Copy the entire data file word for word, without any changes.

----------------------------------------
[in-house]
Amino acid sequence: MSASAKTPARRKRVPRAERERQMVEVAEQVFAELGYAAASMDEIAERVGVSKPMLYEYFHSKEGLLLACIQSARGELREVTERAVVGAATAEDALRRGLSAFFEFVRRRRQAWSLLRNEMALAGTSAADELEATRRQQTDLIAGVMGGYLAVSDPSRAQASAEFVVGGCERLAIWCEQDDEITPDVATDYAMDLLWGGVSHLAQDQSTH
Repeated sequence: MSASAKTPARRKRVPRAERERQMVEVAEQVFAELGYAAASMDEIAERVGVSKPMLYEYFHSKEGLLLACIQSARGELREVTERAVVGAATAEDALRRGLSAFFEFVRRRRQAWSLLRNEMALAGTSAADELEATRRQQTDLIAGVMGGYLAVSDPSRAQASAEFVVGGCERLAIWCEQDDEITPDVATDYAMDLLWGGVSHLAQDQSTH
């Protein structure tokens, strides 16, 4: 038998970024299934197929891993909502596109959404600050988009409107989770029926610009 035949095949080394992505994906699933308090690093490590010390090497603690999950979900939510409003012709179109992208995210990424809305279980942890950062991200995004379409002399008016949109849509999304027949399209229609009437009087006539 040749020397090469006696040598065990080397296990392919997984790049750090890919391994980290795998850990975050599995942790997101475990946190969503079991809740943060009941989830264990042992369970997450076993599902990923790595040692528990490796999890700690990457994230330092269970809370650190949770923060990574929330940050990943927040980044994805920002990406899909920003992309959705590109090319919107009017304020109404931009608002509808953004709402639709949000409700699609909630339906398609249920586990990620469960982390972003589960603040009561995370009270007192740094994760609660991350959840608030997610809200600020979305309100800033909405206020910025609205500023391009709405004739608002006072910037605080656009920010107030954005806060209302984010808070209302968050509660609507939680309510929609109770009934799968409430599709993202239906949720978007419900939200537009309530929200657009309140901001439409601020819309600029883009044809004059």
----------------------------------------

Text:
[in-house]
Amino acid sequence: MSASAKTPARRKRVPRAERERQMVEVAEQVFAELGYAAASMDEIAERVGVSKPMLYEYFHSKEGLLLACIQSARGELREVTERAVVGAATAEDALRRGLSAFFEFVRRRRQAWSLLRNEMALAGTSAADELEATRRQQTDLIAGVMGGYLAVSDPSRAQASAEFVVGGCERLAIWCEQDDEITPDVATDYAMDLLWGGVSHLAQDQSTH
Repeated sequence: MSASAKTPARRKRVPRAERERQMVEVAEQVFAELGYAAASMDEIAERVGVSKPMLYEYFHSKEGLLLACIQSARGELREVTERAVVGAATAEDALRRGLSAFFEFVRRRRQAWSLLRNEMALAGTSAADELEATRRQQTDLIAGVMGGYLAVSDPSRAQASAEFVVGGCERLAIWCEQDDEITPDVATDYAMDLLWGGVSHLAQDQSTH
């Protein structure tokens, strides 16, 4: 038998970024299934197929891993909502596109959404600050988009409107989770029926610009 035949095949080394992505994906699933308090690093490590010390090497603690999950979900939510409003012709179109992208995210990424809305279980942890950062991200995004379409002399008016949109849509999304027949399209229609009437009087006539 040749020397090469006696040598065990080397296990392919997984790049750090890919391994980290795998850990975050599995942790997101475990946190969503079991809740943060009941989830264990042992369970997450076993599902990923790595040692528990490796999890700690990457994230330092269970809370650190949770923060990574929330940050990943927040980044994805920002990406899909920003992309959705590109090319919107009017304020109404931009608002509808953004709402639709949000409700699609909630339906398609249920586990990620469960982390972003589960603040009561995370009270007192740094994760609660991350959840608030997610809200600020979305309100800033909405206020910025609205500023391009709405004739608002006072910037605080656009920010107030954005806060209302984010808070209302968050509660609507939680309510929609109770009934799968409430599709993202239906949720978007419900939200537009309530929200657009309140901001439409601020819309600029883009044809004059």